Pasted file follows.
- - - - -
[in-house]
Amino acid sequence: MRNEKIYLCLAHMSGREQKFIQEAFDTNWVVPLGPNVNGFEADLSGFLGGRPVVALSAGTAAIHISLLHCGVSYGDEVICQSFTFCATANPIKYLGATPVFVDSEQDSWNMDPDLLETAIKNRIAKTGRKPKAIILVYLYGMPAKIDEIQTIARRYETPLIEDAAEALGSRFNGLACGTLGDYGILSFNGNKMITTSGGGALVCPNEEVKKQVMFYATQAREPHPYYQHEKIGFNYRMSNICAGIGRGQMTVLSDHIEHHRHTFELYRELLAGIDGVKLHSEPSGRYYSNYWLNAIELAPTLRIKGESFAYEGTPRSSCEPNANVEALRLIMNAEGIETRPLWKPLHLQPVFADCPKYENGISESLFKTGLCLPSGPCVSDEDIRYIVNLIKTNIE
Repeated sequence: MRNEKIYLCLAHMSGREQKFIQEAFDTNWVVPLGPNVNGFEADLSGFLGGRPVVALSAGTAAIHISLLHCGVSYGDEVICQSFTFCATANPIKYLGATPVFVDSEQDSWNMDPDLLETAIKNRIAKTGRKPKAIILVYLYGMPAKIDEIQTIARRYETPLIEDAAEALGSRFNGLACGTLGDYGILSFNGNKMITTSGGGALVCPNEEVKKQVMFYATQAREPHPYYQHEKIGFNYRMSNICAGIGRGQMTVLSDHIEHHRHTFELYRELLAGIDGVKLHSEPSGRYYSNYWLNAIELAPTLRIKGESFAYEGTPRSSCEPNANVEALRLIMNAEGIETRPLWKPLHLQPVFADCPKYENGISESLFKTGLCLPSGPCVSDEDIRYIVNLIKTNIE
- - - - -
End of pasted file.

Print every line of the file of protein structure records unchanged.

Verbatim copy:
[in-house]
Amino acid sequence: MRNEKIYLCLAHMSGREQKFIQEAFDTNWVVPLGPNVNGFEADLSGFLGGRPVVALSAGTAAIHISLLHCGVSYGDEVICQSFTFCATANPIKYLGATPVFVDSEQDSWNMDPDLLETAIKNRIAKTGRKPKAIILVYLYGMPAKIDEIQTIARRYETPLIEDAAEALGSRFNGLACGTLGDYGILSFNGNKMITTSGGGALVCPNEEVKKQVMFYATQAREPHPYYQHEKIGFNYRMSNICAGIGRGQMTVLSDHIEHHRHTFELYRELLAGIDGVKLHSEPSGRYYSNYWLNAIELAPTLRIKGESFAYEGTPRSSCEPNANVEALRLIMNAEGIETRPLWKPLHLQPVFADCPKYENGISESLFKTGLCLPSGPCVSDEDIRYIVNLIKTNIE
Repeated sequence: MRNEKIYLCLAHMSGREQKFIQEAFDTNWVVPLGPNVNGFEADLSGFLGGRPVVALSAGTAAIHISLLHCGVSYGDEVICQSFTFCATANPIKYLGATPVFVDSEQDSWNMDPDLLETAIKNRIAKTGRKPKAIILVYLYGMPAKIDEIQTIARRYETPLIEDAAEALGSRFNGLACGTLGDYGILSFNGNKMITTSGGGALVCPNEEVKKQVMFYATQAREPHPYYQHEKIGFNYRMSNICAGIGRGQMTVLSDHIEHHRHTFELYRELLAGIDGVKLHSEPSGRYYSNYWLNAIELAPTLRIKGESFAYEGTPRSSCEPNANVEALRLIMNAEGIETRPLWKPLHLQPVFADCPKYENGISESLFKTGLCLPSGPCVSDEDIRYIVNLIKTNIE